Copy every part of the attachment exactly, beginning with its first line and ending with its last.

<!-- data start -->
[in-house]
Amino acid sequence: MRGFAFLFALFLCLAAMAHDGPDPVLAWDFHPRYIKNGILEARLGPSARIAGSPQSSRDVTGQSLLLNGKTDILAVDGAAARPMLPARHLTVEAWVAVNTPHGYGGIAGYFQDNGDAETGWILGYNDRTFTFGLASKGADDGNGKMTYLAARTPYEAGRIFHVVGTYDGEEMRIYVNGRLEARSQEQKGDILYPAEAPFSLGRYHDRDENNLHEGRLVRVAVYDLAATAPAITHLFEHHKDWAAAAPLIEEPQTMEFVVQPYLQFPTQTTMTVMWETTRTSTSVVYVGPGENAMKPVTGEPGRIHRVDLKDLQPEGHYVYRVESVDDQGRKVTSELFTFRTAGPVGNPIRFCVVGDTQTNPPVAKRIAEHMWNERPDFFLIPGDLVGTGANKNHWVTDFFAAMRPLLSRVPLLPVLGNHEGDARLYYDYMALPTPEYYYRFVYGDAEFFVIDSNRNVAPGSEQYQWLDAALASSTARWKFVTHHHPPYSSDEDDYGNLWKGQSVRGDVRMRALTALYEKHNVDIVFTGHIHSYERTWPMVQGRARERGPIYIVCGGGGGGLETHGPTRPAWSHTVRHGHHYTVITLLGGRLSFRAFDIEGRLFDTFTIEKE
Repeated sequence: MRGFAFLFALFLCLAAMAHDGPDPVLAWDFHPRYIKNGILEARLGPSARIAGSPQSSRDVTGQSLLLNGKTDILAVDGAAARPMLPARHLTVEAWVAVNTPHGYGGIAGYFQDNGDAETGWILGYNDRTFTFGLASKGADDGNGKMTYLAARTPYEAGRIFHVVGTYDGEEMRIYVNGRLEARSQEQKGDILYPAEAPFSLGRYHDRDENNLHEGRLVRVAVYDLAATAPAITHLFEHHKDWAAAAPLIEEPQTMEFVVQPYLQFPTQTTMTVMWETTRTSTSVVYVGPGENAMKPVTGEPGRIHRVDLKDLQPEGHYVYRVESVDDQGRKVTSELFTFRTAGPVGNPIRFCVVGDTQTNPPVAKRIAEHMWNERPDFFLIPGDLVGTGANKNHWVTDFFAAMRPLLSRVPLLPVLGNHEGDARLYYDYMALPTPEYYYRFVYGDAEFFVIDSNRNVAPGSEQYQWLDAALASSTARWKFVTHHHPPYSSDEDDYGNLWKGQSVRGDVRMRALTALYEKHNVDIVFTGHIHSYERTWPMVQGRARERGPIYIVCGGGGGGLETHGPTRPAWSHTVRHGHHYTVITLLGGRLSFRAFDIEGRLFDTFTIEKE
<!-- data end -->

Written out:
[in-house]
Amino acid sequence: MRGFAFLFALFLCLAAMAHDGPDPVLAWDFHPRYIKNGILEARLGPSARIAGSPQSSRDVTGQSLLLNGKTDILAVDGAAARPMLPARHLTVEAWVAVNTPHGYGGIAGYFQDNGDAETGWILGYNDRTFTFGLASKGADDGNGKMTYLAARTPYEAGRIFHVVGTYDGEEMRIYVNGRLEARSQEQKGDILYPAEAPFSLGRYHDRDENNLHEGRLVRVAVYDLAATAPAITHLFEHHKDWAAAAPLIEEPQTMEFVVQPYLQFPTQTTMTVMWETTRTSTSVVYVGPGENAMKPVTGEPGRIHRVDLKDLQPEGHYVYRVESVDDQGRKVTSELFTFRTAGPVGNPIRFCVVGDTQTNPPVAKRIAEHMWNERPDFFLIPGDLVGTGANKNHWVTDFFAAMRPLLSRVPLLPVLGNHEGDARLYYDYMALPTPEYYYRFVYGDAEFFVIDSNRNVAPGSEQYQWLDAALASSTARWKFVTHHHPPYSSDEDDYGNLWKGQSVRGDVRMRALTALYEKHNVDIVFTGHIHSYERTWPMVQGRARERGPIYIVCGGGGGGLETHGPTRPAWSHTVRHGHHYTVITLLGGRLSFRAFDIEGRLFDTFTIEKE
Repeated sequence: MRGFAFLFALFLCLAAMAHDGPDPVLAWDFHPRYIKNGILEARLGPSARIAGSPQSSRDVTGQSLLLNGKTDILAVDGAAARPMLPARHLTVEAWVAVNTPHGYGGIAGYFQDNGDAETGWILGYNDRTFTFGLASKGADDGNGKMTYLAARTPYEAGRIFHVVGTYDGEEMRIYVNGRLEARSQEQKGDILYPAEAPFSLGRYHDRDENNLHEGRLVRVAVYDLAATAPAITHLFEHHKDWAAAAPLIEEPQTMEFVVQPYLQFPTQTTMTVMWETTRTSTSVVYVGPGENAMKPVTGEPGRIHRVDLKDLQPEGHYVYRVESVDDQGRKVTSELFTFRTAGPVGNPIRFCVVGDTQTNPPVAKRIAEHMWNERPDFFLIPGDLVGTGANKNHWVTDFFAAMRPLLSRVPLLPVLGNHEGDARLYYDYMALPTPEYYYRFVYGDAEFFVIDSNRNVAPGSEQYQWLDAALASSTARWKFVTHHHPPYSSDEDDYGNLWKGQSVRGDVRMRALTALYEKHNVDIVFTGHIHSYERTWPMVQGRARERGPIYIVCGGGGGGLETHGPTRPAWSHTVRHGHHYTVITLLGGRLSFRAFDIEGRLFDTFTIEKE